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The Hatlen Center

The Hatlen Center Curriculum

Over the past 38 years, The Hatlen Center has become more and more proficient at teaching people the skills they need to become independent. One of the manifestations of that proficiency is the many curricula we have written and constantly hone.

Reading through our various curricula will give families and teachers of the visually impaired a good idea of the range of skills we teach at The Hatlen Center.

  1. Assistive Technology
    The Hatlen Center Technology lab is located onsite. Individual lessons are held during the day and the lab is open in the evenings for the students to use. Students are able to try a variety of cutting-edge assistive technology that is constantly updated as technology changes. Technology is used in all areas of the curriculum from paying bills, to researching recipes and routes, to completing job and housing searches. For a full list of our current hardware and software, please give us a call and ask to speak with a technology instructor.

  2. Braille
    If appropriate, students are evaluated in Braille skills and an individualized curriculum is designed for each Braille student. Curriculum may include:
    • Beginning, intermediate, advanced, UEB or Nemeth skills
    • Practical use of Braille including labeling, phone numbers, playing cards and more
    • Use of refreshable braille displays, braille translation software and braille embossers

  3. Financial Management
    Students pay their own rent and all other bills, and develop very real credit reputations, so financial management skills are a high priority. Each student is assigned one teacher as a Financial Adviser and works with that teacher from the first week in order to learn to independently manage their day-to-day life. Instruction is given in self-advocacy skills, paying bills, budgeting, online and mobile banking, social security and Medi-Cal, medical needs and organizational skills.

  4. Living Skills
    Instruction included in the following topics of living skills:
    • Cooking — Instruction occurs in the student’s apartment. Students chose what they would like to cook. From the first week, students begin to learn to plan their weekly menus, shop for groceries, cook their own meals, use the microwave and oven, search for recipes and store food safely.
    • Cleaning — Roommates share the responsibility for keeping their apartment clean. Curriculum includes learning about cleaning products and equipment, cleaning skills and adopting effective cleaning habits.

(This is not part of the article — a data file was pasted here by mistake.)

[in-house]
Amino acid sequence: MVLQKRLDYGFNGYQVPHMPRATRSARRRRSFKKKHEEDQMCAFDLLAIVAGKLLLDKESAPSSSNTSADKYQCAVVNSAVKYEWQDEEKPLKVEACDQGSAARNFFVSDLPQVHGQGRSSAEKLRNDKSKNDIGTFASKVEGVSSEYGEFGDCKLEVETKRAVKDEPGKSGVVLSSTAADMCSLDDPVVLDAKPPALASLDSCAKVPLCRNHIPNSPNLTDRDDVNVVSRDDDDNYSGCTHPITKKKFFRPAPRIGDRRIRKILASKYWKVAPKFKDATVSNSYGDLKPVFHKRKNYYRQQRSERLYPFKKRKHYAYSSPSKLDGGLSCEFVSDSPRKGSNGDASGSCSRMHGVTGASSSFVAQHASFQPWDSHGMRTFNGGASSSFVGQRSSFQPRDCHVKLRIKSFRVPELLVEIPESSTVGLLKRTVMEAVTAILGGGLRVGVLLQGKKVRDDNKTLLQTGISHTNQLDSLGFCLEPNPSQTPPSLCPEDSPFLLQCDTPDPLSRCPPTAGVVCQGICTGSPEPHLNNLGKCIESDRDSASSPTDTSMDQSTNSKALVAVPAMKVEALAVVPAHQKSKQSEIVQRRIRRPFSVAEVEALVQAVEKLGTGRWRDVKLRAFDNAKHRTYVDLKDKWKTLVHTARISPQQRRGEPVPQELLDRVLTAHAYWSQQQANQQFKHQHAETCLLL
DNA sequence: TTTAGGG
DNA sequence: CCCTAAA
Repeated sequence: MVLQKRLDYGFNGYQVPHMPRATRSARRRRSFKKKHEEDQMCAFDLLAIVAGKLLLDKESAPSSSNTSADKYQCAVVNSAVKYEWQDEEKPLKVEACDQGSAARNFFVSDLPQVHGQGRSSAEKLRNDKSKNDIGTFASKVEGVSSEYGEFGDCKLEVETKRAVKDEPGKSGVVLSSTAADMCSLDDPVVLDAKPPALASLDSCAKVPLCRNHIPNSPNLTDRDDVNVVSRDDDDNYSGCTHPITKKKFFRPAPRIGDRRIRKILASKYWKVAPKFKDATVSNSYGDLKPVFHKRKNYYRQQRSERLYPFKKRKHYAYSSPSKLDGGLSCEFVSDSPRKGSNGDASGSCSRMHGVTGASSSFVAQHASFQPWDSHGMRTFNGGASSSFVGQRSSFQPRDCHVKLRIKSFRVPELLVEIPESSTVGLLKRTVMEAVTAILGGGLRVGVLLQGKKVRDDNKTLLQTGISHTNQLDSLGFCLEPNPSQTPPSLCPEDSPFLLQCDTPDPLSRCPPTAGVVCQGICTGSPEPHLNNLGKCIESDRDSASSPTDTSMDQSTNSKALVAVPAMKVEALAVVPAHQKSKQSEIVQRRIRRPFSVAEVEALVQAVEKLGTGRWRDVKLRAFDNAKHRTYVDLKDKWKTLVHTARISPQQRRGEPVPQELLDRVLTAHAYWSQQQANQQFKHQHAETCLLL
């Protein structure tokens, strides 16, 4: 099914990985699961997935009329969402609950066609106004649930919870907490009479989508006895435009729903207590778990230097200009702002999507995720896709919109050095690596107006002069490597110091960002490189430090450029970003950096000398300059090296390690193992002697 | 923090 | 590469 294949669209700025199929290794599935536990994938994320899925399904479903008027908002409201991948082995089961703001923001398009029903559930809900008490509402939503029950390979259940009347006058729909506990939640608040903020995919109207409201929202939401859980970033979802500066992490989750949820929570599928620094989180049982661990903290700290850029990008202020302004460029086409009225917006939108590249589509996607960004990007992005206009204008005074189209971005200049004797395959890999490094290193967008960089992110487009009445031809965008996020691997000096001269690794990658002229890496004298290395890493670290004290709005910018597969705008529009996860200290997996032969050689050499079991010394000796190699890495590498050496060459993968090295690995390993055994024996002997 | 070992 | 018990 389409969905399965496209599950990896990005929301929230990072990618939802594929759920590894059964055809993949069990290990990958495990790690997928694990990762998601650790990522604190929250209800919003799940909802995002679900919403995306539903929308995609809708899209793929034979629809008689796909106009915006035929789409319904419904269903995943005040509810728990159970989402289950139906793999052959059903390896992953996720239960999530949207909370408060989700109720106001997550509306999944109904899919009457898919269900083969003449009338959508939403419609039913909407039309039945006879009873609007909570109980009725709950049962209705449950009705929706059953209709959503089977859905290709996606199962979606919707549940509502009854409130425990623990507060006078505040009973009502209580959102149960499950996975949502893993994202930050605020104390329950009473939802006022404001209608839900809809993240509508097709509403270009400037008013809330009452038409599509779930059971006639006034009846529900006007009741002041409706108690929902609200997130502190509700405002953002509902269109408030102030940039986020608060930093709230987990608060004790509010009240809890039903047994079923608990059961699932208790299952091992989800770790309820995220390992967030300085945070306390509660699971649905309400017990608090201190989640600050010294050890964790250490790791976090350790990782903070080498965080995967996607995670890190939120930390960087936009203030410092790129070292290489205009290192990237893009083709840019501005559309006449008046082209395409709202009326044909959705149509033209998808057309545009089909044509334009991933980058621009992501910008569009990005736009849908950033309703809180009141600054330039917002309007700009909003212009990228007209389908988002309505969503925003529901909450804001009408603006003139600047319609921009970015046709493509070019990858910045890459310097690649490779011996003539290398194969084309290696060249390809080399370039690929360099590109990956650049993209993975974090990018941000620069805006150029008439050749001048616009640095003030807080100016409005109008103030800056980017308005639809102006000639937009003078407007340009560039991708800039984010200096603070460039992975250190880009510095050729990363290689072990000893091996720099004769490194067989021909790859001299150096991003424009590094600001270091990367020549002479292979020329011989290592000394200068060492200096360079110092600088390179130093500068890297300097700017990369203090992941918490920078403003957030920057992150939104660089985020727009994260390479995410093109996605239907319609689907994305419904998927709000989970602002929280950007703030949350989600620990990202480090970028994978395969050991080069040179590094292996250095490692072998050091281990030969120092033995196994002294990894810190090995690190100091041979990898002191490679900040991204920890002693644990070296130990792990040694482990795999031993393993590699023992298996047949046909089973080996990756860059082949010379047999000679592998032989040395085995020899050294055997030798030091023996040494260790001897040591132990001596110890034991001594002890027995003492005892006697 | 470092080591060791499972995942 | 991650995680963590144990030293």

• Care of Clothing — Students will learn topics such as different clothing styles, how to fold clothing, how to use a laundry facility, organization skills, how to remove stains, labeling techniques, sewing (if appropriate), ironing or using a hand-held steamer and, finally, clothes shopping.

  5. Orientation and Mobility
    Students receive training from Certified Orientation and Mobility Specialists as they travel in the local neighborhood and the wider Bay Area. Emphasis is placed on efficient, safe travel for practical purposes and includes:
    • Human guide
    • Cane techniques
    • Address-finding skills and public assistance use
    • Intersection analysis
    • Safe street crossing
    • Route planning
    • Exploring unfamiliar areas
    • Transportation including Paratransit, car services, local buses, Bay Area Rapid Transit (BART), Amtrak and air travel, when appropriate
    • Global Positioning Systems (GPS)

  6. Pre-Vocational and Job Readiness Program
    Students participate in a robust pre-vocational program that focuses on learning about jobs and careers, skills necessary for employment and more. When a student has gained independence by acquiring basic independent living skills, each one is encouraged to move to the next step, which may be taking one or two college classes or participating in a paid volunteer work experience. Students are supported through all steps of their choices.

  7. Recreation
    The Hatlen Center believes that a wide variety of recreational activities broadens students’ experiences and boosts self-esteem. Examples of some activities that students will participate in include sea kayaking, cross-country skiing, trips to farmer's markets, hiking, exploring San Francisco, bowling, rock climbing, trampoline park, and Hatlen Clubs, including yarning, reading and walking.

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